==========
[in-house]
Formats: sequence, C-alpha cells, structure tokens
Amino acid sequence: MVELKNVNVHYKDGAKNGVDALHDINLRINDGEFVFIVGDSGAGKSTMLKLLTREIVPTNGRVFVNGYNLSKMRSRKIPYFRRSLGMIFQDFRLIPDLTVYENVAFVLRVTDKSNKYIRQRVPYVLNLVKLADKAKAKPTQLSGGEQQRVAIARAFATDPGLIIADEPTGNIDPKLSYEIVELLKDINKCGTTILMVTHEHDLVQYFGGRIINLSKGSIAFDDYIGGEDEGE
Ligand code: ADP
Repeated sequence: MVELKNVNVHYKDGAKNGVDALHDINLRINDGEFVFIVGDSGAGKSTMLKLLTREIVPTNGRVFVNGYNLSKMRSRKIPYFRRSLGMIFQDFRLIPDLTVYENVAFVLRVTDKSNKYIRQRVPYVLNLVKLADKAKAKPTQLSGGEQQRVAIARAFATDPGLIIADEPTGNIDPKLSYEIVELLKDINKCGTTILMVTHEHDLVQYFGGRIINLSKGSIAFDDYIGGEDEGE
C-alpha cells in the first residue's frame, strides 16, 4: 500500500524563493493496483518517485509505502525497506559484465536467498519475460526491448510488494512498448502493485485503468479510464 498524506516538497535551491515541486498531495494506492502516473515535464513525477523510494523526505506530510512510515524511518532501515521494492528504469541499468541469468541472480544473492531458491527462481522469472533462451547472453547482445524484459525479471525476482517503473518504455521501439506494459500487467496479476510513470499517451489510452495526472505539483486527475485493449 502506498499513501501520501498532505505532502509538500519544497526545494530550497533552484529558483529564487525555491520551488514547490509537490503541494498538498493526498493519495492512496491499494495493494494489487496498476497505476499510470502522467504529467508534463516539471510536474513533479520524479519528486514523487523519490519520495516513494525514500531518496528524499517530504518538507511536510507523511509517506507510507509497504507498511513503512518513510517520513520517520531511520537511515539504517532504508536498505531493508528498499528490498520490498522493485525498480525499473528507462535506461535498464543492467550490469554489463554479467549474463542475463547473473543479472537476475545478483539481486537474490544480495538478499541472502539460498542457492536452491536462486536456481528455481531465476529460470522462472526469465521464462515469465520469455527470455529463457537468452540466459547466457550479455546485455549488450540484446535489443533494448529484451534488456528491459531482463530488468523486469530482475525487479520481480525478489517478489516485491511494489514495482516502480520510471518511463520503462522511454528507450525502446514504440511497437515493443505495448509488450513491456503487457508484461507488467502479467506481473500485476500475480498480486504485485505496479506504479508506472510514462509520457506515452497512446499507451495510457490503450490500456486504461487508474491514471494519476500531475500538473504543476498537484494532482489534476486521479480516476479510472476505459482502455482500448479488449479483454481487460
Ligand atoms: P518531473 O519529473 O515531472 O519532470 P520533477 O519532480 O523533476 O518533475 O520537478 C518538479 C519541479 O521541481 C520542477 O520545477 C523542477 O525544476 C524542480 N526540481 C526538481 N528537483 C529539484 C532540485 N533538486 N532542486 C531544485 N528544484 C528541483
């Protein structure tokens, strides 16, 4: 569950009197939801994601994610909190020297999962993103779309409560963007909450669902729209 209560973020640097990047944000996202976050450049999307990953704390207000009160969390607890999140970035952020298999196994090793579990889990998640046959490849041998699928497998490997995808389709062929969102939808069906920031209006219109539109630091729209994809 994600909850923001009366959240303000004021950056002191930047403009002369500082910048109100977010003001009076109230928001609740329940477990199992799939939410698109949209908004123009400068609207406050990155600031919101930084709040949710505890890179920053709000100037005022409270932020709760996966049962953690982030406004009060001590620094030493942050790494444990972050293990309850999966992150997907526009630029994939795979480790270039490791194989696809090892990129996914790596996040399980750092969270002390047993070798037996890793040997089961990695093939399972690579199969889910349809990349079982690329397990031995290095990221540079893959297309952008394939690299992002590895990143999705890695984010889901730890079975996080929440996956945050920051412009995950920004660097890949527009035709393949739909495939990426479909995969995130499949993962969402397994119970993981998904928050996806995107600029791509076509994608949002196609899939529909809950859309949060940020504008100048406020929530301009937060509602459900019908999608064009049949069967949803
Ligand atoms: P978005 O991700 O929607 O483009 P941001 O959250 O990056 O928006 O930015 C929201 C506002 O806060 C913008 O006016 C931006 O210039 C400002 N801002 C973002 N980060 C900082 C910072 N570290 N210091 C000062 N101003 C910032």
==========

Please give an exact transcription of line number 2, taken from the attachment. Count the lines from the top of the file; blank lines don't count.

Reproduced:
Formats: sequence, C-alpha cells, structure tokens